|Required Education||Associate's degree|
|Additional Requirements||State nursing license|
|Projected Job Growth (2014-2024)*||16%|
|Average Salary (2015)*||$71,000|
Source: *U.S. Bureau of Labor Statistics (BLS)
Registered nurses (RNs) are required to complete at least two years of formal education and obtain a state license in order to work in a nursing capacity. Although the health care industry is changing, the Bureau of Labor Statistics predicted a growth of 16% in this profession for the 2014-2024 decade. The average annual wage for registered nurses was $71,000 as of 2015.
Registered nurses often work in hospitals or outpatient facilities, where they provide hands-on care to patients by administering medications, managing intravenous lines, observing and monitoring patients' conditions, maintaining records and communicating with doctors. They are also relied upon to give direction and supervision to nurse aides and home health aides.
Beyond the physical support and care they provide, registered nurses may provide emotional support to patients and patients' family members. They may educate patients and the general public on disease management, special diet plans and medical conditions, provide information on home care after their treatment and teach individuals how to self-administer medication or complete other self-care tasks.
Nurses employed by physician offices and other types of facilities may have different duties depending on the level and type of care being offered.
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Education and Licensure
An aspiring nurse's first responsibility is to look ahead in this broad profession and decide on the right educational track. An associate degree takes two years to complete, whereas a bachelor's degree takes four years and includes additional clinical training experience in non-hospital settings. Nurses who wish to enter into administration, research, consulting or teaching positions may wish to pursue accelerated master's degrees in nursing, which can be combined with the pursuit of the Bachelor of Science Nursing credential.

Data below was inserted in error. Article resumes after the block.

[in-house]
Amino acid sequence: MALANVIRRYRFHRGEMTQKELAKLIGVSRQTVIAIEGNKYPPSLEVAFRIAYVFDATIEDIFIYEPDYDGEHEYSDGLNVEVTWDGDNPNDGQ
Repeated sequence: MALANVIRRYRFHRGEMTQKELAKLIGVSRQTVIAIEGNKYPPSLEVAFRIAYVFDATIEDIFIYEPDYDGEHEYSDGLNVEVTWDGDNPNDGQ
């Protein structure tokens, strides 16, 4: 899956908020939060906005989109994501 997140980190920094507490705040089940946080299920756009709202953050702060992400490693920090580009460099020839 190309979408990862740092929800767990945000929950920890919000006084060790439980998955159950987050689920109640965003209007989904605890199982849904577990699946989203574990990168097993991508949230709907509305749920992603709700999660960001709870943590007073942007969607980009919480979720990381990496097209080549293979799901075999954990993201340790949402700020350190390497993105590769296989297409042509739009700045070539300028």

Once they are have earned the desired degree, individuals must pass the NCLEX-RN, a national licensing exam. From there, RNs can proactively manage their path through this profession by pursuing specialties based on a certain type of patient, a certain category of illnesses, or a specific type of facility, such as an imaging facility, an emergency room or a cancer treatment center. While all nurses are responsible in some form for the care, comfort and well-being of patients, their overall responsibilities will differ widely depending on the direction they choose.
According to the 2014 reports of the U.S. Bureau of Labor Statistics (BLS), nurses may work in hospitals, home health care clinics, private physician offices, nursing care facilities and government. Hospital or urgent care nurses may be required to work evening, weekend and holiday shifts, since most facilities of that type are open 24 hours a day, every day of the year. In some cases, nurses are on call and must be ready to work on short notice. A nurse in a physician's office, however, may have a more standard schedule.
Registered nurses sometimes run clinics or conduct educational seminars or blood drives. A nurse in a physician's office, however, may have a more standard schedule.